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I know that Iconv is used to convert strings' encoding. From my understandings Kconv is for the same purpose (am I wrong?).

My question is: what is the difference between them, and what should I use for encoding conversions.

btw found some info that Iconv will be deprecated from 1.9.3 version.

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It looks like Kconv is just for kanji? –  jtbandes Jun 26 '11 at 19:07

1 Answer 1

up vote 4 down vote accepted

As http://stackoverflow.com/users/23649/jtbandes says, it looks Kconv is like Iconv but specialized for Kanji ("the logographic Chinese characters that are used in the modern Japanese writing system along with hiragana" http://en.wikipedia.org/wiki/Kanji). Unless you are working on something specifically Japanese, I'm guessing you don't need Kconv.

If you're using Ruby 1.9, you can use the built-in encoding support most of the time instead of Iconv. I tried for hours to understand what I was doing until I read this:

http://www.joelonsoftware.com/articles/Unicode.html

Then you can start to use stuff like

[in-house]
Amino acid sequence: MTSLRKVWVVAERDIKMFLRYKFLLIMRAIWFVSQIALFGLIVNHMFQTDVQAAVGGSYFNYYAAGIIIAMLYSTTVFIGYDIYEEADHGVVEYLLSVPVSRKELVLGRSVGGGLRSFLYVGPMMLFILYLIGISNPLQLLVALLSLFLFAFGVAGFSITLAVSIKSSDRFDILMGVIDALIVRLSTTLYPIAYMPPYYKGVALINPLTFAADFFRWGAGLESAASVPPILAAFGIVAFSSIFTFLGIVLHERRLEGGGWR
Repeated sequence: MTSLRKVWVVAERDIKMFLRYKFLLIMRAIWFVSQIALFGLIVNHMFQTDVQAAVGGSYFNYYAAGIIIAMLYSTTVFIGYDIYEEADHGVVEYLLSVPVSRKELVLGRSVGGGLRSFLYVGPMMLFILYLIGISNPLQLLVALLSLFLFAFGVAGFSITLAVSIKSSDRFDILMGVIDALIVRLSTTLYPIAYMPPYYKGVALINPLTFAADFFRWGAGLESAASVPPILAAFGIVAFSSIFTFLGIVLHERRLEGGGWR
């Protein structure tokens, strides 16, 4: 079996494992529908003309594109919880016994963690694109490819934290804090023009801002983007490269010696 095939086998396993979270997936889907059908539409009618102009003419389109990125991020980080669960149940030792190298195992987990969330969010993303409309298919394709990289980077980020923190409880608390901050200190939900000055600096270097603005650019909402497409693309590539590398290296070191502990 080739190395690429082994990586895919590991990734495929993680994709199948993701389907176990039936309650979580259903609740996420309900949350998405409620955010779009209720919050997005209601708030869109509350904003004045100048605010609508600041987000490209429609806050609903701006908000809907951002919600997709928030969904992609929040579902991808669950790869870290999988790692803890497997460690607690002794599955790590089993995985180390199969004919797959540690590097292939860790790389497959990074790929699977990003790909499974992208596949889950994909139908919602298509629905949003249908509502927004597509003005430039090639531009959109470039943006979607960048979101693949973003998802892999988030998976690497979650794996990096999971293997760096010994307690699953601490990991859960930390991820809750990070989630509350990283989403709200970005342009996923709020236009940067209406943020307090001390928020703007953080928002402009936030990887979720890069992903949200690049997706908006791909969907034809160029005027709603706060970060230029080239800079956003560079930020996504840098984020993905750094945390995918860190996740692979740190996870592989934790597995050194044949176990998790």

String#encode           # Ruby 1.9
String#encode!          # Ruby 1.9
String#force_encoding   # Ruby 1.9

with confidence. If you have more complex needs, do read http://blog.grayproductions.net/categories/character_encodings

UPDATED Thanks to JohnZ in the comments

Iconv is still useful in Ruby 1.9 because it can transliterate characters (something that String#encode et al. can't do). Here's an example of how to extend String with a function that transliterates to UTF-8:

require 'iconv'
class ::String
  # Return a new String that has been transliterated into UTF-8
  # Should work in Ruby 1.8 and Ruby 1.9 thanks to http://po-ru.com/diary/fixing-invalid-utf-8-in-ruby-revisited/
  def as_utf8(from_encoding = 'UTF-8')
    ::Iconv.conv('UTF-8//TRANSLIT', from_encoding, self + ' ')[0..-2]
  end
end

"foo".as_utf8 #=> "foo"
"foo".as_utf8('ISO-8859-1') #=> "foo"

Thanks JohnZ!

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1  
The problem with String#encode and friends is that they will not help much if your string is not String#valid_encoding?; Even if you will #force_encoding your string you might get a non #valid_encoding? string. Iconv has the ability to transliterate the invalid chars. Yes, you can remove/replace them with #encode, but it's not the same as the Iconv's transliteration table. –  Ion Br. Jun 26 '11 at 21:05
    
Regarding your UPDATE: Your method as_utf8 is useful only if you are going to "heal" utf-8 strings that are not String#valid_Encoding?. This is because you have the second parameter (which is from encoding) set static to 'UTF-8'. –  Ion Br. Jun 27 '11 at 21:35
1  
JohnZ, tried to make it a little more useful. –  Seamus Abshere Jun 27 '11 at 23:47

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